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When to Put the Brakes On Elderly Drivers

Are elderly drivers safe? Yes — for the most part. The same can be said for teen drivers.

Do driving skills of elderly drivers decline with age? Yes, but just like other age groups, driving skills vary from one elderly person to another. Telling elderly drivers that it may be time to stop driving can be one of the most difficult milestones for caregivers. Driving represents freedom and independence for the elderly — the ability to visit friends, go to the movies and shop — without relying on anyone else.

Revoking an elderly person's drivers license over a certain age is not an acceptable solution. Elderly driving skills vary widely at all ages. It is unfair to punish most elderly drivers for problems caused by only a few drivers.

When the question of declining driving abilities becomes personal, the issues involved with elderly driving are very emotional. Elderly drivers might get defensive — even angry — when the subject of their driving abilities is raised. Thus, include the elderly person in the decision-making process if at all possible, rather than dictate a decision to them. It can also be very helpful if both you and your elderly loved one discuss the matter together with family members, doctors, and other people they respect, such as clergy and friends. But, despite your best efforts, you may still have to make the decision to stop for them for their own safety and the safety of other drivers and pedestrians.

How does aging affect the abilities of elderly drivers?

Safe elderly drivers require the complex coordination of many different skills. The physical and mental changes that accompany aging can diminish the abilities of elderly drivers. These include:

Taken separately, none of these changes automatically means that elderly drivers should stop. But caregivers need to regularly evaluate the elderly person's driving skills to determine if they need to alter driving habits or stop driving altogether.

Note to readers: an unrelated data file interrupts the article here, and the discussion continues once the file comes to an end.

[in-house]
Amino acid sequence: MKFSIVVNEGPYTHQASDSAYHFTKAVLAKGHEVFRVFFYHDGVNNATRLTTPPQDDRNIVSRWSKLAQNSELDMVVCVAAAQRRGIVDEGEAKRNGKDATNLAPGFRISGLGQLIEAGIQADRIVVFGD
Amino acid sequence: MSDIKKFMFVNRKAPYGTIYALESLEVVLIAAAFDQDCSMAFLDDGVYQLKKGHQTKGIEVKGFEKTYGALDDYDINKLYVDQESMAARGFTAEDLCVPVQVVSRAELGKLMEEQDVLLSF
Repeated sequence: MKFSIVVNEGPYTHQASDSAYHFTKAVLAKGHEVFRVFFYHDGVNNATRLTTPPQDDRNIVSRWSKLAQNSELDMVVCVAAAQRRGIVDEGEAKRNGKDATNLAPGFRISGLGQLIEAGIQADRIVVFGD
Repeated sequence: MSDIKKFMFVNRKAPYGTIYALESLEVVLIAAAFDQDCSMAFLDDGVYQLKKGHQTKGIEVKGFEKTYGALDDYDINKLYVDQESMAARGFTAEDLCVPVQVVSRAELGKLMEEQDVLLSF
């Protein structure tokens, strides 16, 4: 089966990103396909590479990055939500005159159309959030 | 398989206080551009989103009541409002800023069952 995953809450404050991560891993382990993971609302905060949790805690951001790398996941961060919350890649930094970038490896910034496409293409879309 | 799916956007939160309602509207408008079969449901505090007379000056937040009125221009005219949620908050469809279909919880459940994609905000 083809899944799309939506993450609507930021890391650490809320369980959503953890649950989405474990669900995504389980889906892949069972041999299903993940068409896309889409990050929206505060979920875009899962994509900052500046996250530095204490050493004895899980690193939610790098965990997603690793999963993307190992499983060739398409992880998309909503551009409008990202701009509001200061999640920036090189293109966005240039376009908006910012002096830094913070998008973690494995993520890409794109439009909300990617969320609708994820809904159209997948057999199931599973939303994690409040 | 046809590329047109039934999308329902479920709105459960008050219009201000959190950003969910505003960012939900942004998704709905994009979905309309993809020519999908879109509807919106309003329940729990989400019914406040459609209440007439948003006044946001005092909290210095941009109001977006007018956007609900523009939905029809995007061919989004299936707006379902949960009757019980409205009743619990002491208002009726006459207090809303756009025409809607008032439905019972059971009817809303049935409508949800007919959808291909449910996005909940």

A checklist on safe elderly driving

Watch for telltale signs of decline in the elderly person's driving abilities. Do they:

If the answer to one or more of these questions is "yes," you should explore whether medical issues are affecting their driving skills.

Medical issues to consider

Caregivers need to know if the elderly person:

Adapting to changes

Driving is not necessarily an all-or-nothing activity. Some programs exist to help elderly drivers adjust their driving to changes in their physical condition:

AARP (the American Association of Retired Persons) sponsors the 55-Alive Mature Driver Program, which helps older people deal with issues such as how to compensate for vision problems associated with aging. And, the Association for Driver Rehabilitation offers referrals to specialists who teach people with disabilities, including those associated with aging, how to improve their driving.

There are many ways for elderly drivers to adjust so they are not a danger to themselves or others. Among them are:

Other forms of transportation

Encourage your loved one to rely more on public transportation. This will reduce their time behind the wheel and help prepare them for the day when they can no longer drive. Many cities offer special discounts for seniors on buses and trains, and senior centers and community service agencies often provide special transportation alternatives.

How to get them to stop

If you feel strongly that your parent cannot drive safely, you have little choice but to get them to stop driving. If they agree without an argument, wonderful. If not, you have several options:

Related Resources

AARP (formerly the American Association of Retired Persons) offers the highly recommended Driver Safety Program for older people. To find a class near you, visit AARP's Driver Safety page online, call toll-free at 1-888-227-7669, or write to them at 601 E Street NW, Washington, DC 20049.

The Association for Driver Rehabilitation offers referrals to professionals trained to help people with disabilities, including those associated with aging. Visit The Association for Driver Rehabilitation online and click on Directory in the left hand menu, or contact them at: P.O. Box 49, Edgerton, Wisconsin 53534, 1-608-884-8833.

The USAA Educational Foundation, AARP, and the National Highway Traffic Safety Administration developed a very informative booklet, "Driving Safely While Aging Gracefully." (To view it online, click here on elderly drivers.) It describes many of the physical changes associated with aging, and includes tips on coping with them so that older people can remain safe drivers.

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